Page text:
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Golden Cross or other Simple Moving Average Crossover Strategies?  A Critical Quantitative Review (of all possible Simple Moving Average combinations)! 
Abstract
 Within the last decade most moving average crossover strategies have worked out very well for their followers as they prevented them from being invested in equities during the Tech Bubble and the Financial Crisis, respectively.
 Nevertheless, most of those crossover strategies have underperformed the broad equity market since 2009.
 In this article, we will analyze all possible moving average crossover signals for the S&P 500 (IVV) from 19281231 until 20140611, to get an insight if such strategies provide any (additional) value for investors!
I: Introduction
Mebane Faber’s published a paper in 2007 ['A Quantitative Approach to Tactical Asset Allocation'], which has become quite popular among the investment community. In this paper, he demonstrated that a very simple 10 month moving average could be used as an effective investment strategy. To be more precise, Faber used a simple 10 month moving average to determine if an investor should enter or exit a position within a specific asset class. In other words, a buy/sell signal is generated, when the closing price of any given underlying closes above/below its 10 month moving average (equals 200 days).
As this strategy has worked out very well in the past and as it is very easy to follow, many investors have adopted similar moving average crossover strategies for their personal portfolios. Furthermore, a lot of articles have been published about how to apply or even improve Mebane Faber ideas.
Another famous moving average crossover pattern is called the "Golden Cross". It occurs, when the 50 day moving average of a specific underlying security crosses above its respective 200 day moving average. The claim is that this signal quantifies an improvement in the underlying trend structure of any given security. Anyhow, the idea is quite similar to Mebane Faber's work, as investors should move into cash if the "Golden Cross" turns into a so called "Death Cross".
Within the last decade, most of those moving average crossover strategies have worked out very well, as shown in the chart below. This was mainly due to the fact that those moving average strategies prevented their followers from being invested in equities during the Tech Bubble and the Financial Crisis, respectively.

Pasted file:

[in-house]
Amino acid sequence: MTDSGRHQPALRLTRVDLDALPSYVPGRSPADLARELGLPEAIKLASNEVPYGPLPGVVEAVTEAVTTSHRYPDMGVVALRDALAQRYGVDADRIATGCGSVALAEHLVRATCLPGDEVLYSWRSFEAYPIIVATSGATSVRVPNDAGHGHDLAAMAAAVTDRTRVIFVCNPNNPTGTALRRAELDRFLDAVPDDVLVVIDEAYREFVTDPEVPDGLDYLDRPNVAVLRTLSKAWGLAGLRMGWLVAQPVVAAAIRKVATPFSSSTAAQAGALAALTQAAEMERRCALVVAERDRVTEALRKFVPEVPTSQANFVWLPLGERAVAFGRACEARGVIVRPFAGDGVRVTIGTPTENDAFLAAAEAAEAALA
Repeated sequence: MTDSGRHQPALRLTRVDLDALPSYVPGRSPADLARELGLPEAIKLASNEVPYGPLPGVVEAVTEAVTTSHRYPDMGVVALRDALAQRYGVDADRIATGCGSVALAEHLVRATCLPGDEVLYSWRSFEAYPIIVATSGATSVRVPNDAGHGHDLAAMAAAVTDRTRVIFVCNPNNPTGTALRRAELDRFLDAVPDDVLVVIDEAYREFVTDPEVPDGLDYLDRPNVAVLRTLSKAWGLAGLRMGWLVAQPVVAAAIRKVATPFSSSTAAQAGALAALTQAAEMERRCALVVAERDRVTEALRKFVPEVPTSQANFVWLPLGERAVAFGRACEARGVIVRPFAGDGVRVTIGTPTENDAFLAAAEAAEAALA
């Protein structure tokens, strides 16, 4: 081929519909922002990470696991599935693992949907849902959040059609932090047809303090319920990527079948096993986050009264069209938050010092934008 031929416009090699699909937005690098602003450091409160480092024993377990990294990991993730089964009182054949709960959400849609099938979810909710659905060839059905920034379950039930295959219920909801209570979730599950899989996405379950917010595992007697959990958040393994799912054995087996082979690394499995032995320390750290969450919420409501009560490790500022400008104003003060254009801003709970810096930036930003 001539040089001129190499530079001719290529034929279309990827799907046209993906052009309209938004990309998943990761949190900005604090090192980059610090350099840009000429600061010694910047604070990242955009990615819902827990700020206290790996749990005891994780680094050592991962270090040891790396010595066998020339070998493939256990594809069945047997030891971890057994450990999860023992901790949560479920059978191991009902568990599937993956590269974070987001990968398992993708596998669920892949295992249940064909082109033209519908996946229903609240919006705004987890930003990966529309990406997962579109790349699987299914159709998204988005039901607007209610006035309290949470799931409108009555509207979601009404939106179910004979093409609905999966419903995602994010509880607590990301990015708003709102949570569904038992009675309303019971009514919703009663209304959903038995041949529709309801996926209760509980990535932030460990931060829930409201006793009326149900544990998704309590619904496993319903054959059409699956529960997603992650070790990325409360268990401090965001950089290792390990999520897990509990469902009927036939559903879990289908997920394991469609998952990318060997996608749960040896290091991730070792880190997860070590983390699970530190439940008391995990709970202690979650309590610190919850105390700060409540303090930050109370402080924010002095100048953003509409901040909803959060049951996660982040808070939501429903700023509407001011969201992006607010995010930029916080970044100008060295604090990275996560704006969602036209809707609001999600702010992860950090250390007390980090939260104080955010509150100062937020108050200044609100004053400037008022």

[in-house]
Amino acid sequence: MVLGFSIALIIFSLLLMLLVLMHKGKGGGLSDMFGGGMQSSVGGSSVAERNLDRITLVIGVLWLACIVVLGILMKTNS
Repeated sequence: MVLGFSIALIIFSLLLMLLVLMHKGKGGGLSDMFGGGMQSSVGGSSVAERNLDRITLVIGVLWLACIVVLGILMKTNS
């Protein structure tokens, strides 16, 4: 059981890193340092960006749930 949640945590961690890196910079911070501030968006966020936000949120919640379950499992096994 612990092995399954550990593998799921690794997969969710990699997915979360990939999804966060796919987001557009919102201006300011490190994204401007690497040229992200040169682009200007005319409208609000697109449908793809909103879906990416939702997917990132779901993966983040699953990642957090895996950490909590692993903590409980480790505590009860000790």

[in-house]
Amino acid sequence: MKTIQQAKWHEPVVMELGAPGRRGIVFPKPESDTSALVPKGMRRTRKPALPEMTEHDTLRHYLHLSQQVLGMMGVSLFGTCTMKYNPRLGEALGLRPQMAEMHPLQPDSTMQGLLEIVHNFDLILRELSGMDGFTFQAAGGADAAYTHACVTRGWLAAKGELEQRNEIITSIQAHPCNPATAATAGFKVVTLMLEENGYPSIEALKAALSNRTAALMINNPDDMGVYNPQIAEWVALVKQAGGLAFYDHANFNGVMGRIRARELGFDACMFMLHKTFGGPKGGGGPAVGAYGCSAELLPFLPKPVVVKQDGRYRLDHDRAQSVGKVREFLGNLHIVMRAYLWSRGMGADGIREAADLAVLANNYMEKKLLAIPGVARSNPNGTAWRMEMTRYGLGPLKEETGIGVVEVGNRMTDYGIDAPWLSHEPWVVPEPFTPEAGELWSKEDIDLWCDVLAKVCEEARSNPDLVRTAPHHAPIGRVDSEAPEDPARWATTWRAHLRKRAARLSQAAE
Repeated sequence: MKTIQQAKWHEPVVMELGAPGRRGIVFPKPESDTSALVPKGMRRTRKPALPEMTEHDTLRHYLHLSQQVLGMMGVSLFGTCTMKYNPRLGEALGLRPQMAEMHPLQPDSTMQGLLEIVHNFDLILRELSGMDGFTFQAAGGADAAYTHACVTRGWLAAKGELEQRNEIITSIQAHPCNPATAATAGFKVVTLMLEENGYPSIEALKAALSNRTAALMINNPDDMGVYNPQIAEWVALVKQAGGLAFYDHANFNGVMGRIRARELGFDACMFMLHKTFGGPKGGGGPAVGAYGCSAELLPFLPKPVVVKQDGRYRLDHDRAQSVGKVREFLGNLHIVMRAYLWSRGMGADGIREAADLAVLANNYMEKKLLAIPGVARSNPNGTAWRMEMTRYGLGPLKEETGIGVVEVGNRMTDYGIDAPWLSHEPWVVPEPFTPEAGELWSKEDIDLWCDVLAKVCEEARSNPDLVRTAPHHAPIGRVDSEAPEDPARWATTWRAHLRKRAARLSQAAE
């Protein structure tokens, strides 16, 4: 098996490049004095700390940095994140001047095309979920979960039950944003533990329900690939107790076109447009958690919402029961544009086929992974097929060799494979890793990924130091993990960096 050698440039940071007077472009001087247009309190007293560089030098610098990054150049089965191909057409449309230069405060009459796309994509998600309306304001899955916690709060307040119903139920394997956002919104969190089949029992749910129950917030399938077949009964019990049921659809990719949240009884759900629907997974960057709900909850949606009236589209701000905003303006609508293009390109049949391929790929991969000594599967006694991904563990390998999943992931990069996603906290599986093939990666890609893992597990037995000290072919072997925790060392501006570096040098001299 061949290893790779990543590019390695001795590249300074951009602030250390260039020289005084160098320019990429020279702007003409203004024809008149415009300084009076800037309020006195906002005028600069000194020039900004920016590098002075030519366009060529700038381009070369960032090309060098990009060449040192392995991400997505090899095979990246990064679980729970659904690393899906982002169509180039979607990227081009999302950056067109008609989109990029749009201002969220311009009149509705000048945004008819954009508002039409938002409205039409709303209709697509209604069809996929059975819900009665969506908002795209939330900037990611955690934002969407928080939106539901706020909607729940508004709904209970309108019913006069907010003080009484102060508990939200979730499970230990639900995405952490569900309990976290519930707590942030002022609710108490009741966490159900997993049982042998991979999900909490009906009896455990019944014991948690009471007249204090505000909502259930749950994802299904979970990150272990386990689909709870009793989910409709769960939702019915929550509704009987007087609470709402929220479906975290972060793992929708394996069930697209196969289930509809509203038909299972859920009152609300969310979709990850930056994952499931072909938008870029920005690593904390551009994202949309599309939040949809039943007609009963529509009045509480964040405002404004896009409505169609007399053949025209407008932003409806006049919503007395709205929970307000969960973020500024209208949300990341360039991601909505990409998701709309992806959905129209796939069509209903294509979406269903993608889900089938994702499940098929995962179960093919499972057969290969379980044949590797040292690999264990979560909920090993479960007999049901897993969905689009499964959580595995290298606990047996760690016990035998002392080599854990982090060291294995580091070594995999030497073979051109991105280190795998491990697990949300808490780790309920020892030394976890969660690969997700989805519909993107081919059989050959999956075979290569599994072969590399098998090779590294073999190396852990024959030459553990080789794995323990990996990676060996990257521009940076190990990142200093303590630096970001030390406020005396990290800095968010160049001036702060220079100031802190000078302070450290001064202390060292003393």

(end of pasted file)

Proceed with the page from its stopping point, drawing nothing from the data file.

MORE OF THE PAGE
Nevertheless, most of those crossover strategies have underperformed the broad equity market since 2009 as shown in the chart below, where the payoff from the "Golden Cross" since 2009 is depicted. This was mainly due to the fact that we have not seen any longer lasting downturn since then. The recent underperformance of such strategies is not a big surprise at all, as all trend following strategies are facing the typical late in  late out effect. Therefore such an approach can only outperform a simple buy and hold strategy during longer lasting bear markets. However, many investors try to avoid the typical late in – late out effect by choosing shorter moving average combinations, which has of course the negative effect of increased trading activities. 



Despite the fact that those moving average crossover signals are quite popular, we have not found any research paper so far which evaluates all possible moving average crossover combinations to get an insight if such strategies provide any (additional) value for investors!
II. Methodology
Therefore, we would like to analyze all possible moving average crossover signals for the S&P 500 (IVV) from 19281231 until 20140611, in order to get an unbiased view of the pros and cons of such crossover signals. In addition, we would like to answer the question, if the recent underperformance of those crossover signals compared to a simple buy and hold is a typical or just a temporary phenomenon. Moreover, we would like to find out if the outcome of a specific crossover strategy tends to be stable or more random in its nature. For reason of simplicity, we have taken a zero nominal rate of return if a specific strategy was invested in cash. Moreover, in our example there is no allowance for transaction costs or brokerage fees, whereas no slippage was taken into consideration.
III. Results
Below you can see that all moving crossover strategies provide some form of maximum loss reduction. Especially, if we consider the fact that the biggest decline from the S&P 500 (IVV) was 86 percent during the thirties, the main advantage of such strategies become quite obvious. 



In total, there were only three combinations in the past, (70/75, 65/80 and 70/80) which faced a maximum loss succeeding the maximum loss from the S&P 500. All other combinations faced losses less than a typical buy and hold strategy. Especially in the range of 50 to 240 versus 220 to 240 the maximum loss was ranging between minus 40 and minus 60 percent, which is a quite encouraging ratio if we consider the 86.1 percent from the S&P 500. Moreover, we can see that in that region, this drawdown reduction was or tends to be quite stable over time as this area can be described as a plateau. If this effect was a random variable within that specific time range, there would have been much more spikes in that area. Therefore small adjustments within the time frames of any moving average are likely to have not a big impact at all, regarding to this ratio. The case is quite different if we analyze all the area around 1:100/1:200. In that area, small adjustments within the time frame of each moving average could lead to quite different results and are therefore highly likely to be random!